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Thread: Cromemco 8K Bytesaver transformer question

  1. #1
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    Default Cromemco 8K Bytesaver transformer question

    Might anyone know anything about the little pulse transformer on the Cromemco 8K bytesaver? Who made the transformer or specs?

    It's used in the step up inverter circuit for the programming voltage. It's listed as an XT8K on the parts list. I google and find no information. I'm repairing a Bytesaver that is missing the transformer.

    Cheers,

    len
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    Does anyone have a Bytesaver, any model, that they can look at the XT8K transformer and tell me who the manufacturer might have been?
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  3. #3

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    Most such coils were wound to a specification. There would be a turns ratio, the core saturation level, inductance of the coil and wire size. I have a 8K board but it is in storage. I doubt you'll find it today. My guess is that it was a 1:1 transformer, used in a flyback mode to get the higher voltage.
    Dwight

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    Thanks Dwight,

    I'll start with a 1:1 and prototype up the circuit and see what I get out of the convertor.

    Thanks.

    len

    Quote Originally Posted by Dwight Elvey View Post
    Most such coils were wound to a specification. There would be a turns ratio, the core saturation level, inductance of the coil and wire size. I have a 8K board but it is in storage. I doubt you'll find it today. My guess is that it was a 1:1 transformer, used in a flyback mode to get the higher voltage.
    Dwight
    Spread the joy of Vintage Addiction

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  5. #5

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    Quote Originally Posted by 8008guy View Post
    Thanks Dwight,

    I'll start with a 1:1 and prototype up the circuit and see what I get out of the convertor.

    Thanks.

    len
    I was looking a the schematic. It looks to have at least one separate winding and one center tap.
    It might be easier to make a three winding 1:1:1 work. One might consider winding ones own on a core.
    Dwight

  6. #6

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    I looked at my Bytesaver II and the coil is labeled “CROMEMCO XT8K A”. So yes, as Dwight mentioned, looks like it was a custom wind for Cromemco.

    Mike

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    Thanks guys. I have a bunch of cores around from when I was designing a switcher, although they are a bit large. In any case i should be able to wrap up something for a test.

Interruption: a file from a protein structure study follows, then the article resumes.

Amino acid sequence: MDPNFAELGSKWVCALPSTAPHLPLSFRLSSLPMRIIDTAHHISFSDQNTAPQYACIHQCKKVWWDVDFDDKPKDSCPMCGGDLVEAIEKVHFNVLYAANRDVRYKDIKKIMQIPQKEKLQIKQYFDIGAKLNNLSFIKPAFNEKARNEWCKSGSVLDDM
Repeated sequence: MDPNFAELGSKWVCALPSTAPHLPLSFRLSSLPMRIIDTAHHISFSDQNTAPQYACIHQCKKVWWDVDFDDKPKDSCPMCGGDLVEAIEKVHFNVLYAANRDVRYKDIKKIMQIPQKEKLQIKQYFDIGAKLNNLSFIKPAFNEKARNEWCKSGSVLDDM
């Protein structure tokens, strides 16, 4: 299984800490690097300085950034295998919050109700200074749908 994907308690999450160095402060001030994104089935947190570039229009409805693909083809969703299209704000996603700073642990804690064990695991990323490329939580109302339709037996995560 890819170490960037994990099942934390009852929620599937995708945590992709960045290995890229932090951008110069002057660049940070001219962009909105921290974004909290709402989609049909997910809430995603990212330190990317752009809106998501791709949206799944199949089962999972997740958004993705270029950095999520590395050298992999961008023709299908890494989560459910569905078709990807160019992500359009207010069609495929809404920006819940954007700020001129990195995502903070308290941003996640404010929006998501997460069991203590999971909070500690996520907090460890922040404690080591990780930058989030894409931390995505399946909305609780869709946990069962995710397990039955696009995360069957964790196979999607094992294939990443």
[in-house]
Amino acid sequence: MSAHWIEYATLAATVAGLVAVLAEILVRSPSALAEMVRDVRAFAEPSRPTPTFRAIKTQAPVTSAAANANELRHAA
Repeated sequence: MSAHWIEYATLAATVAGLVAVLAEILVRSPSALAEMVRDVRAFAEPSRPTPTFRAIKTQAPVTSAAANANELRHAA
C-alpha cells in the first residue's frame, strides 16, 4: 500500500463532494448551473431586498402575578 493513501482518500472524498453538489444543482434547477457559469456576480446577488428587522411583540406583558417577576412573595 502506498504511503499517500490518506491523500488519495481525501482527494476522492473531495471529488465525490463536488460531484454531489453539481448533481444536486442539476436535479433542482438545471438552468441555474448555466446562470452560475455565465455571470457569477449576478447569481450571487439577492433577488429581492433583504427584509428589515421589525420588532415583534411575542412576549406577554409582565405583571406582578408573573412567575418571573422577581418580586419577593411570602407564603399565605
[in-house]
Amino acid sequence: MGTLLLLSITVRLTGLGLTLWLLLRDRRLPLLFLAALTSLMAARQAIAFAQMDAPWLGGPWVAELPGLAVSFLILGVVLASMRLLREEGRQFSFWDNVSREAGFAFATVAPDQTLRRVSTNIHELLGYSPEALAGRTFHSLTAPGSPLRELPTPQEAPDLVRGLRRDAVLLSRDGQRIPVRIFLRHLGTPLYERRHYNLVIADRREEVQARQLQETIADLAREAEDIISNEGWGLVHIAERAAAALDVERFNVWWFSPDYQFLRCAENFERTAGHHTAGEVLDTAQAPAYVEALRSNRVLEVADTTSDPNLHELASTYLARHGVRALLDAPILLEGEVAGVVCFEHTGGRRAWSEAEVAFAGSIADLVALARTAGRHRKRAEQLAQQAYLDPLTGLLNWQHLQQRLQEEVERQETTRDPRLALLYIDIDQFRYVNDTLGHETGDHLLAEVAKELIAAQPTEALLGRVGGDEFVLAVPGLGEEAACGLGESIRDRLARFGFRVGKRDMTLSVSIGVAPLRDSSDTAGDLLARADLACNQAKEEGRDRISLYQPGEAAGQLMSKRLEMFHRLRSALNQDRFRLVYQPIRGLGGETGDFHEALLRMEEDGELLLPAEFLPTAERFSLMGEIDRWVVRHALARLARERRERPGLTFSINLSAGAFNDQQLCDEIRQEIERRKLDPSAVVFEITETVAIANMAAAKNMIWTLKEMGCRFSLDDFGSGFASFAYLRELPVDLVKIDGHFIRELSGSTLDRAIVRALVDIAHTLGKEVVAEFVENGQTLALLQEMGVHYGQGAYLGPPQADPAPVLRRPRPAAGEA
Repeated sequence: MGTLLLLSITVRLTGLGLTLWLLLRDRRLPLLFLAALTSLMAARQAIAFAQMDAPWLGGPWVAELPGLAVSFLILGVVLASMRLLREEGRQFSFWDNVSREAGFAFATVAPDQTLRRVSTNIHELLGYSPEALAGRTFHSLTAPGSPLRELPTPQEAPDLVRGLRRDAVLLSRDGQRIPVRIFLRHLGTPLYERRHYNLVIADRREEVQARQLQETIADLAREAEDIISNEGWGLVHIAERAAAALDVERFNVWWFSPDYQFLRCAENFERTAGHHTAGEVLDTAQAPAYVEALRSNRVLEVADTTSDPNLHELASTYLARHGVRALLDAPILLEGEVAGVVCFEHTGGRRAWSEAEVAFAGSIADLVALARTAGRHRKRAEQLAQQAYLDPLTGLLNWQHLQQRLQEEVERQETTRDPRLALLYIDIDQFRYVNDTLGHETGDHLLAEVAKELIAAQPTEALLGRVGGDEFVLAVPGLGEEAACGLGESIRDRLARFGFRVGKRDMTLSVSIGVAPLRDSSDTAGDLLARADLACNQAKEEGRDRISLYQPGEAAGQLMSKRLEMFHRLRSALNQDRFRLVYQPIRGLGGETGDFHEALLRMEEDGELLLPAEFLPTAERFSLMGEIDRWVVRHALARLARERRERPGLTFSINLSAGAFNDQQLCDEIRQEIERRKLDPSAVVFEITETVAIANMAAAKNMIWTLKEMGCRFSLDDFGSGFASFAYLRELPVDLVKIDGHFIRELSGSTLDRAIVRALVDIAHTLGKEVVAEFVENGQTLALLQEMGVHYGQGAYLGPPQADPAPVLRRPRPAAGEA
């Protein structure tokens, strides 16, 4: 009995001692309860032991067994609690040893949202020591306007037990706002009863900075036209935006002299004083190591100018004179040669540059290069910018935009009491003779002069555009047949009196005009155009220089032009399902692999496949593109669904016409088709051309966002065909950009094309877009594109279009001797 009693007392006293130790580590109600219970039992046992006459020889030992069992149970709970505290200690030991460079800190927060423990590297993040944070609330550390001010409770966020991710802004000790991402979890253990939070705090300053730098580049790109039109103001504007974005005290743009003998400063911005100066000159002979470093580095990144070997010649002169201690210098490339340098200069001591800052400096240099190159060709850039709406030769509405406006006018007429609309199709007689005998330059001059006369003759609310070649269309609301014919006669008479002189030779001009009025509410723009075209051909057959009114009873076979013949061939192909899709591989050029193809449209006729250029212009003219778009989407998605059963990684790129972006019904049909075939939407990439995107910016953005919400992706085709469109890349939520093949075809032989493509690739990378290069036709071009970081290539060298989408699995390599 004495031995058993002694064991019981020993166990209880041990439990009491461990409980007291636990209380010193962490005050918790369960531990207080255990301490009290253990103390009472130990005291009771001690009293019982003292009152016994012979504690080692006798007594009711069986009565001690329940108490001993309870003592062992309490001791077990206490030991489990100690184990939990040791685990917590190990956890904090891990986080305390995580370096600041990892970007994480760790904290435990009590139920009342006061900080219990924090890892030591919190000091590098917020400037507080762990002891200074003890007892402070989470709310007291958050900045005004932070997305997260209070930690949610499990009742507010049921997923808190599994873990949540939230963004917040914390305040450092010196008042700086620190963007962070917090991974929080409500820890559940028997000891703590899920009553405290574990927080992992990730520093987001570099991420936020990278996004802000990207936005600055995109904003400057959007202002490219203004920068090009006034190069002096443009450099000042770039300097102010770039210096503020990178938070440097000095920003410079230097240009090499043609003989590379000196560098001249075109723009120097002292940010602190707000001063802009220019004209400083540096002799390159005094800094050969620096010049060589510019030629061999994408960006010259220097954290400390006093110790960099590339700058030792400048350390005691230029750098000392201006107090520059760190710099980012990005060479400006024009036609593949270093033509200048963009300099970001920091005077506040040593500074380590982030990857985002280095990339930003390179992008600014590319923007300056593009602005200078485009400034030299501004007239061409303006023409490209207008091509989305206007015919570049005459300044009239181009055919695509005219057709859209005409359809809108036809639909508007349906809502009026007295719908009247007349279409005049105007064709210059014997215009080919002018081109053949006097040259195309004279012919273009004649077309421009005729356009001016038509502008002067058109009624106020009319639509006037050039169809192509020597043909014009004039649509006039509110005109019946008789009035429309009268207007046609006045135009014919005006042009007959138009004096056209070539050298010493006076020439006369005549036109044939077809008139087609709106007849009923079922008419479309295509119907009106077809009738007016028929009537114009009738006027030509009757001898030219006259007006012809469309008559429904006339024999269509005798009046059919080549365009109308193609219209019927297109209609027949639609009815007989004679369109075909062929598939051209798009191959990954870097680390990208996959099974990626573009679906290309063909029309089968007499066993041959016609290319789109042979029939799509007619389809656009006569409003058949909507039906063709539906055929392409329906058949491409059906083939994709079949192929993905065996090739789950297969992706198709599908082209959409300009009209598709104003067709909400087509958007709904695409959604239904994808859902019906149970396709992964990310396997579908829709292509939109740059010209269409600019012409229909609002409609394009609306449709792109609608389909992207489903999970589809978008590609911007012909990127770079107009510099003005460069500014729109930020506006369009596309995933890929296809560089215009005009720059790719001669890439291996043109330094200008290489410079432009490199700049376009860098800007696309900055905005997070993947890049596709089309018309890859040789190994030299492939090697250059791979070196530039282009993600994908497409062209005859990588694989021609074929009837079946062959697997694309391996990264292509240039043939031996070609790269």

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    If you get nowhere on the transformer, you might consider substituting one of the little step-up adjustable switchers. They're tiny and can deliver up to 35VDC--and tiny and cheap.

  9. #9

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    Looking at the schematic, I'd say 1 & 4 are the feedback. 3 is the bottom of the output coil, 2 is the center ( may be offset towards 3 ) and 5 is the top of the coil.
    3 and 4 could be swapped but it makes little difference.
    Dwight

  10. Default

    Quote Originally Posted by Chuck(G) View Post
    If you get nowhere on the transformer, you might consider substituting one of the little step-up adjustable switchers. They're tiny and can deliver up to 35VDC--and tiny and cheap.
    Back in the day, I had a Solid State Music programmer. I was running dozens of EPROMs through the UV eraser and the programmer each week to support our Pro-Comp systems out in the field, as well as new orders. At some point, the programmer died. It had to go back to SSM for repair. Fortunately, I had enough already-programmed parts to hold me over until it came back. There was some TI switcher-on-a-DIP chip used to generate the programming voltage. Things worked fine for a while, until the same thing happened. I looked at the chip and it had melted - apparently I had a bad 2716 EPROM (out of hundreds). I wasn't about to scrap every EPROM, so I hooked up a nice Lambda 50A rackmount adjustable power supply (which conveniently fit in the rack below the TEI chassis that held my programmer) to the appropriate place on the SSM card. Programming went fine until a couple months later, when I tried programming an EPROM that came back and there was a loud "Blam!" as the glass erasure window blew off the part and went flying across the room. I'd found the defective EPROM.

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